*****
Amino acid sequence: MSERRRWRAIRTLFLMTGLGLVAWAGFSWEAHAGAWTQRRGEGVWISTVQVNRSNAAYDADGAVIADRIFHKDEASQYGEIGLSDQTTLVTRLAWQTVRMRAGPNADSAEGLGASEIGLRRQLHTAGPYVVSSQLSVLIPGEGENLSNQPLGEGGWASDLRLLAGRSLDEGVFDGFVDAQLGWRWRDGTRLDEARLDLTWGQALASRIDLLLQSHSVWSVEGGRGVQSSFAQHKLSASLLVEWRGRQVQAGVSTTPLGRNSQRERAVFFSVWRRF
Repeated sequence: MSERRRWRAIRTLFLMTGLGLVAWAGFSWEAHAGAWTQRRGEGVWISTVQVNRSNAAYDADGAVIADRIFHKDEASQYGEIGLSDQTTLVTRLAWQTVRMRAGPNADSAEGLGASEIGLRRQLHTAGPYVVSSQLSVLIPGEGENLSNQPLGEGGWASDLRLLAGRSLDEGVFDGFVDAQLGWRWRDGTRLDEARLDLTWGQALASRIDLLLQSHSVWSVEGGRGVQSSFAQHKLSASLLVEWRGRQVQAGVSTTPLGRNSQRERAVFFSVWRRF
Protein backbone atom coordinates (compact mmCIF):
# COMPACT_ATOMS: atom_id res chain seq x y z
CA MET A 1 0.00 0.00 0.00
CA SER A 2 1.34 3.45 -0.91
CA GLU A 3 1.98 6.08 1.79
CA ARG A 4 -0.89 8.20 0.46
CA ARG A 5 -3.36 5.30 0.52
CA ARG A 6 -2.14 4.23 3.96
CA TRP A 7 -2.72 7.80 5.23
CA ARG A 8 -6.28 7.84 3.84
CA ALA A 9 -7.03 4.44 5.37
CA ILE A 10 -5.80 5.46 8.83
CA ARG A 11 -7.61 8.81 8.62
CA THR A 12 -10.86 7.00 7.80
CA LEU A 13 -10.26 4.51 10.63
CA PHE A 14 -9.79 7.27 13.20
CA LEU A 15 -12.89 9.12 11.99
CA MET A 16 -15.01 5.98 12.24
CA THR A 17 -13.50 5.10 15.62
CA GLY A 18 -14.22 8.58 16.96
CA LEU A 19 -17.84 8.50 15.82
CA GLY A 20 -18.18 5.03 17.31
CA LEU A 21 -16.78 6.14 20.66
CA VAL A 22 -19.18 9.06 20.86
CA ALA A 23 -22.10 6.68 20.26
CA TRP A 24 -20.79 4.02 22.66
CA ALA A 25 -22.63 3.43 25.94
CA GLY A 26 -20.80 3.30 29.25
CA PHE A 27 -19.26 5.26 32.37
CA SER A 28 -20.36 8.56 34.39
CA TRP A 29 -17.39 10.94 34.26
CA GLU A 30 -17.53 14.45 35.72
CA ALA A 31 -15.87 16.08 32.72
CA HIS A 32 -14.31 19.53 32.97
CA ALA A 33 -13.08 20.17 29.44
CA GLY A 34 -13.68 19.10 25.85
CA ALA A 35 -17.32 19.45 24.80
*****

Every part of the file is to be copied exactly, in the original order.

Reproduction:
Amino acid sequence: MSERRRWRAIRTLFLMTGLGLVAWAGFSWEAHAGAWTQRRGEGVWISTVQVNRSNAAYDADGAVIADRIFHKDEASQYGEIGLSDQTTLVTRLAWQTVRMRAGPNADSAEGLGASEIGLRRQLHTAGPYVVSSQLSVLIPGEGENLSNQPLGEGGWASDLRLLAGRSLDEGVFDGFVDAQLGWRWRDGTRLDEARLDLTWGQALASRIDLLLQSHSVWSVEGGRGVQSSFAQHKLSASLLVEWRGRQVQAGVSTTPLGRNSQRERAVFFSVWRRF
Repeated sequence: MSERRRWRAIRTLFLMTGLGLVAWAGFSWEAHAGAWTQRRGEGVWISTVQVNRSNAAYDADGAVIADRIFHKDEASQYGEIGLSDQTTLVTRLAWQTVRMRAGPNADSAEGLGASEIGLRRQLHTAGPYVVSSQLSVLIPGEGENLSNQPLGEGGWASDLRLLAGRSLDEGVFDGFVDAQLGWRWRDGTRLDEARLDLTWGQALASRIDLLLQSHSVWSVEGGRGVQSSFAQHKLSASLLVEWRGRQVQAGVSTTPLGRNSQRERAVFFSVWRRF
Protein backbone atom coordinates (compact mmCIF):
# COMPACT_ATOMS: atom_id res chain seq x y z
CA MET A 1 0.00 0.00 0.00
CA SER A 2 1.34 3.45 -0.91
CA GLU A 3 1.98 6.08 1.79
CA ARG A 4 -0.89 8.20 0.46
CA ARG A 5 -3.36 5.30 0.52
CA ARG A 6 -2.14 4.23 3.96
CA TRP A 7 -2.72 7.80 5.23
CA ARG A 8 -6.28 7.84 3.84
CA ALA A 9 -7.03 4.44 5.37
CA ILE A 10 -5.80 5.46 8.83
CA ARG A 11 -7.61 8.81 8.62
CA THR A 12 -10.86 7.00 7.80
CA LEU A 13 -10.26 4.51 10.63
CA PHE A 14 -9.79 7.27 13.20
CA LEU A 15 -12.89 9.12 11.99
CA MET A 16 -15.01 5.98 12.24
CA THR A 17 -13.50 5.10 15.62
CA GLY A 18 -14.22 8.58 16.96
CA LEU A 19 -17.84 8.50 15.82
CA GLY A 20 -18.18 5.03 17.31
CA LEU A 21 -16.78 6.14 20.66
CA VAL A 22 -19.18 9.06 20.86
CA ALA A 23 -22.10 6.68 20.26
CA TRP A 24 -20.79 4.02 22.66
CA ALA A 25 -22.63 3.43 25.94
CA GLY A 26 -20.80 3.30 29.25
CA PHE A 27 -19.26 5.26 32.37
CA SER A 28 -20.36 8.56 34.39
CA TRP A 29 -17.39 10.94 34.26
CA GLU A 30 -17.53 14.45 35.72
CA ALA A 31 -15.87 16.08 32.72
CA HIS A 32 -14.31 19.53 32.97
CA ALA A 33 -13.08 20.17 29.44
CA GLY A 34 -13.68 19.10 25.85
CA ALA A 35 -17.32 19.45 24.80